The U.S. Court of Appeals for the Federal Circuit on Aug. 18 refused to revive claims in a NuVasive spine surgery patent case, siding with a previous decision made by the Patent Trial and Appeal Board.
1. The patent in question relates to its eXtreme lateral interbody fusion surgical access system and associated methods for creating a minimally invasive operative corridor to the lumbar spine through the psoas muscle, a tissue comprising significant neural structures, according to court documents.
2. NuVasive challenged the appeals board ruling that found the claims related to the XLIF patent would have been obvious over "prior art."
Prior art is any evidence that an invention was already publicly known or available before the filing date of a patent application. An existing product is the most obvious form of prior art, according to the European Patent Office.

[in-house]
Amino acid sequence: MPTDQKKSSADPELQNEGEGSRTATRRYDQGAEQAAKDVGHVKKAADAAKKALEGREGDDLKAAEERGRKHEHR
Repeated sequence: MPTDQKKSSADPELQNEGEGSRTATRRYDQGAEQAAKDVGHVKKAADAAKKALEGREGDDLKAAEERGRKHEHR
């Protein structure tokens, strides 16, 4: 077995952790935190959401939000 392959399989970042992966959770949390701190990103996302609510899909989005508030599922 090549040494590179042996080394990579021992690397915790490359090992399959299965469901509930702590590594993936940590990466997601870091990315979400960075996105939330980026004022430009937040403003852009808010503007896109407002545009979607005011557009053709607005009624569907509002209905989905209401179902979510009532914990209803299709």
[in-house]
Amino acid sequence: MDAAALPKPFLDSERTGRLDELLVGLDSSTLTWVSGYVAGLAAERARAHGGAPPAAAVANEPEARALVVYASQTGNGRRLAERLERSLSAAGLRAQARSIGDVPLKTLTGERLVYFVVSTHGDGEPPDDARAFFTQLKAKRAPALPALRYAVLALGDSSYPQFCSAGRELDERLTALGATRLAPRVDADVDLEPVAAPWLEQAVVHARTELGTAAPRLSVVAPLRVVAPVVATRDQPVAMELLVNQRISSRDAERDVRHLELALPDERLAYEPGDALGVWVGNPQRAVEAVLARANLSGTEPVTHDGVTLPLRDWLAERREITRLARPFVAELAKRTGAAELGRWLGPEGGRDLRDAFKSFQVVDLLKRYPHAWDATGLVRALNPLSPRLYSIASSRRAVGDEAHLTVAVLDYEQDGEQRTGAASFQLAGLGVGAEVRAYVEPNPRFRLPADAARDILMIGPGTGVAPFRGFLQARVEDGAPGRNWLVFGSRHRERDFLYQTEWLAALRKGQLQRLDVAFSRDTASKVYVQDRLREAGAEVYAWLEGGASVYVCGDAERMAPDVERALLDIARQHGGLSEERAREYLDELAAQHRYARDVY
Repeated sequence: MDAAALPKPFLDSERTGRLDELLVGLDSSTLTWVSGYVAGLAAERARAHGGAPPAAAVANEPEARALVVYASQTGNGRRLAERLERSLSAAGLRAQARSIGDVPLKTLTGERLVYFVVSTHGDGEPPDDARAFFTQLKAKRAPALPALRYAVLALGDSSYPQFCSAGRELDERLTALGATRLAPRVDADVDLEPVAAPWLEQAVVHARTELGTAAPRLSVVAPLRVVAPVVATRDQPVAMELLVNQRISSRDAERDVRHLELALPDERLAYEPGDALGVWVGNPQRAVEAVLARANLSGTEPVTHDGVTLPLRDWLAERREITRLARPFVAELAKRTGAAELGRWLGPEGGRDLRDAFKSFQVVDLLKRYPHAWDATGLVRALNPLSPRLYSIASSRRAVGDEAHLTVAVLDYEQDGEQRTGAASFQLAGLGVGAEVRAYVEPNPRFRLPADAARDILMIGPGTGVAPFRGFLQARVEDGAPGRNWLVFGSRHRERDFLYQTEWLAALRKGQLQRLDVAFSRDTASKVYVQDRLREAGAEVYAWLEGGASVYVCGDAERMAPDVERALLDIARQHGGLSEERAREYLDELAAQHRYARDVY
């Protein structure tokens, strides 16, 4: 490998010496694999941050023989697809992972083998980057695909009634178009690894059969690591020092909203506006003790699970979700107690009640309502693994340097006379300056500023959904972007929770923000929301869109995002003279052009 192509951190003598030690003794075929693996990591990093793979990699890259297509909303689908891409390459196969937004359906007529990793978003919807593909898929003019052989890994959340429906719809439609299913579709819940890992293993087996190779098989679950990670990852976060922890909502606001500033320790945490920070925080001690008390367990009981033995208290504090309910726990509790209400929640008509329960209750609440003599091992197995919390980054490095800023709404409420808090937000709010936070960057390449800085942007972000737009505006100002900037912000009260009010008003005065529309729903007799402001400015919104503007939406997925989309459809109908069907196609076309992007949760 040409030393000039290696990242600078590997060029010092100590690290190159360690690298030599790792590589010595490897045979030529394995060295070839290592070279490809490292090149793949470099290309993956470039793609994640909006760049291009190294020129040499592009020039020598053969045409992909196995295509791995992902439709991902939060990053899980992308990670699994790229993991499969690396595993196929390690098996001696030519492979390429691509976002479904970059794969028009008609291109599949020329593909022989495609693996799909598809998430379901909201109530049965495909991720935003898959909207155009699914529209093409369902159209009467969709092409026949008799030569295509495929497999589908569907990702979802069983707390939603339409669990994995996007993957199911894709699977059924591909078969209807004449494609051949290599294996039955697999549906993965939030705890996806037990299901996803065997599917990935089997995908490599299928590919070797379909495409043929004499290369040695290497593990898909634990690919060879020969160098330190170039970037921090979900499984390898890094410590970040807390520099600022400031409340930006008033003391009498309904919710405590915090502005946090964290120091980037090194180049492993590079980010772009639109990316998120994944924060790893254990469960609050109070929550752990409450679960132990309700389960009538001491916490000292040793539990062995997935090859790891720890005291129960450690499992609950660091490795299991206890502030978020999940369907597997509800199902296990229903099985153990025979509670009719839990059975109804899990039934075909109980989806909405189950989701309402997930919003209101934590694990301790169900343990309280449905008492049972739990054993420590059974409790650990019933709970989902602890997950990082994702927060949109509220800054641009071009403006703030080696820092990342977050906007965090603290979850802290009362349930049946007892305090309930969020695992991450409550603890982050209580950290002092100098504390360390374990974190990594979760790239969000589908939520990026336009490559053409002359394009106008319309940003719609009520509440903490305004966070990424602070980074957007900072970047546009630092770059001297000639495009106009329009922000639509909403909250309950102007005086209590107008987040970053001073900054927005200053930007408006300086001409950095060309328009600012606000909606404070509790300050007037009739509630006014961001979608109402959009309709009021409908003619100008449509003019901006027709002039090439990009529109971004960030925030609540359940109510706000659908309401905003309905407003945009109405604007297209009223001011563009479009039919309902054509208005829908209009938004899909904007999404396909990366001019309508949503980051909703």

3. The appeals board initially found that the patent lacked sufficient evidence to the merits of the invention, according to court documents.
4. After revisiting the case, a three-judge Federal Circuit panel saw "no error in the board's obviousness conclusion" and found that its findings were supported by substantial evidence.